Making street food safe in Viet Nam

Interview with Dr Nguyen Thanh Phong, Director of the Viet Nam Food Administration (VFA)

2 April 2015

South-east Asia is known for its astonishing variety of inexpensive and delicious street food. In Viet Nam, eating street food is a local way of life. From quick snacks to entire meals, the Vietnamese capital Hanoi offers it all on the pavement. Over a bowl of Pho Bo (a typical Vietnamese beef noodle soup) WHO sat down with Dr Nguyen Thanh Phong, Director-General of the Viet Nam Food Administration, to learn how Viet Nam makes its tasty street food safe for consumption.

How has the revised food safety law impacted street food in Viet Nam?

VFA Director-General Dr Nguyen Thanh Phong talks about Food Safety in Viet Nam, Hanoi, Viet Nam.
WHO Viet Nam/E Eraly

In 2011, Viet Nam adopted a revised food safety law which specifically mentioned street food for the very first time. The law provides clear guidelines on how to operate a street food stall. Five conditions need to be met:

  • the stall must be away from a polluted place;
  • clean water must be used to cook and clean kitchen utensils;
  • the origin of produce used to make the food must be clear;
  • vendors must have a waste collection system in place; and
  • vendors can only make use of a specific list of additives.

Which efforts has Viet Nam’s Food Administration undertaken to make street food safer for both vendors and consumers?

The law and guiding circulars on food safety target both vendors and consumers. For street food vendors, VFA organizes training on hygiene and food safety. Consumers are educated through various communications channels to recognize clean and safe street food stalls. Armed with that knowledge, consumers will stay away from any remaining unsafe food stalls and this will create pressure for potentially unsafe vendors to either improve the hygiene of their stall or withdraw from the market.

In addition, we also organize inspections to monitor compliance with the regulations. Compliant vendors will be encouraged, while those not meeting the requirements could be fined or required to stop their activities.

One of many street food stalls in Hanoi, Viet Nam serving rice noodle soup.
WHO Viet Nam/M Dakin

What challenges is Viet Nam facing to make street food safe?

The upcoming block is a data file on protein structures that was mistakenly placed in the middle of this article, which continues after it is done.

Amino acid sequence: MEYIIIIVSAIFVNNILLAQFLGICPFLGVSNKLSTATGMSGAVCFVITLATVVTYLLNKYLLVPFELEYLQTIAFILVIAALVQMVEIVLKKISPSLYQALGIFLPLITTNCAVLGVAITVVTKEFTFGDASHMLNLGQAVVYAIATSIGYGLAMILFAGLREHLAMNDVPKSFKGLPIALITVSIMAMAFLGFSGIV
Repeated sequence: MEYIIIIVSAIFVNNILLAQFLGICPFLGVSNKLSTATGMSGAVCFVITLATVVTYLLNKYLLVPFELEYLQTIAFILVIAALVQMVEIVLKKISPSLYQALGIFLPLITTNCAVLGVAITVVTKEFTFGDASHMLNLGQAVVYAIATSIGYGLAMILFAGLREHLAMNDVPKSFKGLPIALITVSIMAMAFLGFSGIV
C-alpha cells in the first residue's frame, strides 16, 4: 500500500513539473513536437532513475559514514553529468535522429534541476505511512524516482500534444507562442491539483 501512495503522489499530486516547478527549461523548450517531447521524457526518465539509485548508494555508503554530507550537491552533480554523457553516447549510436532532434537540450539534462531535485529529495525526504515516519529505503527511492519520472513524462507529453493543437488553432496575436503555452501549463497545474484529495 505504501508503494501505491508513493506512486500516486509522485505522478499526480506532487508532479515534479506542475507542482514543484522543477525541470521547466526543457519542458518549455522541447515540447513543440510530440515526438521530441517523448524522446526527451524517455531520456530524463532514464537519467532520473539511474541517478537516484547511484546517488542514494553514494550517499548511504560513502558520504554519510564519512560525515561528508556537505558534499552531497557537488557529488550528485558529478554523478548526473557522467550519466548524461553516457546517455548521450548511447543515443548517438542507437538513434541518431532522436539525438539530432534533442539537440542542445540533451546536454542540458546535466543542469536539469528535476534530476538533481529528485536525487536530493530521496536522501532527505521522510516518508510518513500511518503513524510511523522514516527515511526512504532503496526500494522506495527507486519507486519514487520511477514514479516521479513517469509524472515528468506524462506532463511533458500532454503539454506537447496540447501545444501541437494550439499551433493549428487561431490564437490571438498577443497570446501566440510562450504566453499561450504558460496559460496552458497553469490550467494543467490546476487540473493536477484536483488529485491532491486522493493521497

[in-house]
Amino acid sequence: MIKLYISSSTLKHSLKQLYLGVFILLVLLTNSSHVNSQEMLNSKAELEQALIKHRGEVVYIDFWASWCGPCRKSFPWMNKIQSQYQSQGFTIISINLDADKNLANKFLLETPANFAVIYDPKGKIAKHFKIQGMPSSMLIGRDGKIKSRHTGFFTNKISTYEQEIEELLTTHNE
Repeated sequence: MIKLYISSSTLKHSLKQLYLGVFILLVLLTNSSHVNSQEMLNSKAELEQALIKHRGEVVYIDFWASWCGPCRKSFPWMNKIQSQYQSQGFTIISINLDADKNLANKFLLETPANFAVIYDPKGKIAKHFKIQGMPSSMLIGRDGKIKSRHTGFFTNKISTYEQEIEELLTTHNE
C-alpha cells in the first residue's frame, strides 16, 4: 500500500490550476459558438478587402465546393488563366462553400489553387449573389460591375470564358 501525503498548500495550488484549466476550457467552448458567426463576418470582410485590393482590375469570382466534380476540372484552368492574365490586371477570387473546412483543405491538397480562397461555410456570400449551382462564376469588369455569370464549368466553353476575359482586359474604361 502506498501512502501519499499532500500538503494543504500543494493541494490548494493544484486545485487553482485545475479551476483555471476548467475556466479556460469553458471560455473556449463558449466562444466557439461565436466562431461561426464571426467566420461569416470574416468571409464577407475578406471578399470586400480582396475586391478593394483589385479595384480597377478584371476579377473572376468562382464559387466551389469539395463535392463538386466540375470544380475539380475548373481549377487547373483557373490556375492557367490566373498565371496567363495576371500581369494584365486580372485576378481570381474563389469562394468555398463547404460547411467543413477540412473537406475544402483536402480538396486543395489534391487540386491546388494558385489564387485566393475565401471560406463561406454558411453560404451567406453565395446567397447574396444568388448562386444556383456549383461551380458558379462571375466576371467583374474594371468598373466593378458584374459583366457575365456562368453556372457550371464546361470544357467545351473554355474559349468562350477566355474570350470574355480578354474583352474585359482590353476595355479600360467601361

Viet Nam is a lower middle income country, and we still face many challenges. Industrialization and development are taking place at a rapid pace and the environmental pollution that comes with them has a negative impact on hygiene and the ability to provide safe and clean street food. The supply of clean water to street food stalls is a big challenge in that regard.

Another challenge is that some Vietnamese consumers are still poor and accept to buy and consume unsafe food or food that does not meet the food hygiene and safety standards. Moreover, because of a lack of knowledge, or driven by profit, certain vendors also buy and sell unsafe produce.

What are the most common diseases related to street food in Viet Nam?

The most common illnesses related to consuming and producing street food are intestinal/gastrointestinal diseases causing diarrhoea. The key cause is not respecting hygiene standards and the Five Keys to Safer Food. This causes contamination and leads to disease.

How does Viet Nam educate consumers on the five keys to food safety?

We promote the five keys to food safety to consumers by making use of mass media channels such as television or the national radio station, Voice of Viet Nam, but also through associations such as the Farmers Association, Women’s Union and Veterans Association. Those associations distribute the information to their members. To reach consumers in remote areas we also distribute flyers and broadcast audio messages through the village speaker systems.

How does Viet Nam balance traditional cultural practices in preparing food with the need for food safety?

A street food vendor preparing Bánh cuốn, steamed rice rolls.
WHO Viet Nam/M Dakin

Our objective is to make sure the final product is safe for consumption. Traditional practices of preparing food are usually not hygienic. An example is the use of kitchen utensils made out of bamboo wood. We encourage vendors in rural areas to use modern utensils made out of plastic or stainless steel. In addition, we encourage vendors and cooks to use plastic gloves and wear face masks.

Viet Nam participates in WHO’s International Food Safety Authorities Network (INFOSAN), a global network of national food safety authorities (INFOSAN). Why and how is INFOSAN useful to Viet Nam?

Through the INFOSAN network we receive information on food safety events from other parts of the world very quickly. For example, recently we received information on suspected contaminated formula milk or a while ago on contaminated apples. The network also allows us to easily get in touch with food safety authorities around the world. Through the INFOSAN network Viet Nam will also provide information to other Member States on any food safety events of international concern in Viet Nam.

How is WHO contributing to improved food safety in Viet Nam?

WHO plays a very important role in ensuring food safety. At a global and regional level it provides us with information related to food safety events through INFOSAN and gives advice to manage food safety incidents of international concern. In Viet Nam, WHO supported the development of the food safety law, advocated for a participatory approach to include all stakeholders involved in food safety, strengthened the diagnostic capacities of food safety laboratories, and supported the development of awareness-raising materials for community education and training. We hope WHO will continue to support Viet Nam in future.